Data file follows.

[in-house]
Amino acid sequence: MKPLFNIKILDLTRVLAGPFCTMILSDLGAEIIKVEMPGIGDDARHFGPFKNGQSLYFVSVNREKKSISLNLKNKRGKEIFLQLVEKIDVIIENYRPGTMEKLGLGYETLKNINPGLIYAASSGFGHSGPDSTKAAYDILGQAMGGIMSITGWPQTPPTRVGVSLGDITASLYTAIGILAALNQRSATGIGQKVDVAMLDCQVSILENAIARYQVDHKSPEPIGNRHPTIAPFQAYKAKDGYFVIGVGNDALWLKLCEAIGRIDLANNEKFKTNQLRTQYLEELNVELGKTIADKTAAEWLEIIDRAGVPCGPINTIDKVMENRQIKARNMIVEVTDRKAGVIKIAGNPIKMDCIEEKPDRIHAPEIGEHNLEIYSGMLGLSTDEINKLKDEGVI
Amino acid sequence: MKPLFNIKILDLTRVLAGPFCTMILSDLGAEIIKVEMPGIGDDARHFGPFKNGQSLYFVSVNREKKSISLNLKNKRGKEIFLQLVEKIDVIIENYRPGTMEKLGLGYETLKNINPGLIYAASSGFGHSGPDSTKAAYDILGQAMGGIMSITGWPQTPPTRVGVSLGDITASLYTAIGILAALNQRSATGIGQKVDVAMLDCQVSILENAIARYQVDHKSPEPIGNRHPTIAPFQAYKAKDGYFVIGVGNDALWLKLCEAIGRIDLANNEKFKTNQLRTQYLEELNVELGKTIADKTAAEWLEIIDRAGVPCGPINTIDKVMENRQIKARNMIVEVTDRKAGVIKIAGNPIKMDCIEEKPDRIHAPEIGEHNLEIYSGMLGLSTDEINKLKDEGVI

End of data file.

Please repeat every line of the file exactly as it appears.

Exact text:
[in-house]
Amino acid sequence: MKPLFNIKILDLTRVLAGPFCTMILSDLGAEIIKVEMPGIGDDARHFGPFKNGQSLYFVSVNREKKSISLNLKNKRGKEIFLQLVEKIDVIIENYRPGTMEKLGLGYETLKNINPGLIYAASSGFGHSGPDSTKAAYDILGQAMGGIMSITGWPQTPPTRVGVSLGDITASLYTAIGILAALNQRSATGIGQKVDVAMLDCQVSILENAIARYQVDHKSPEPIGNRHPTIAPFQAYKAKDGYFVIGVGNDALWLKLCEAIGRIDLANNEKFKTNQLRTQYLEELNVELGKTIADKTAAEWLEIIDRAGVPCGPINTIDKVMENRQIKARNMIVEVTDRKAGVIKIAGNPIKMDCIEEKPDRIHAPEIGEHNLEIYSGMLGLSTDEINKLKDEGVI
Amino acid sequence: MKPLFNIKILDLTRVLAGPFCTMILSDLGAEIIKVEMPGIGDDARHFGPFKNGQSLYFVSVNREKKSISLNLKNKRGKEIFLQLVEKIDVIIENYRPGTMEKLGLGYETLKNINPGLIYAASSGFGHSGPDSTKAAYDILGQAMGGIMSITGWPQTPPTRVGVSLGDITASLYTAIGILAALNQRSATGIGQKVDVAMLDCQVSILENAIARYQVDHKSPEPIGNRHPTIAPFQAYKAKDGYFVIGVGNDALWLKLCEAIGRIDLANNEKFKTNQLRTQYLEELNVELGKTIADKTAAEWLEIIDRAGVPCGPINTIDKVMENRQIKARNMIVEVTDRKAGVIKIAGNPIKMDCIEEKPDRIHAPEIGEHNLEIYSGMLGLSTDEINKLKDEGVI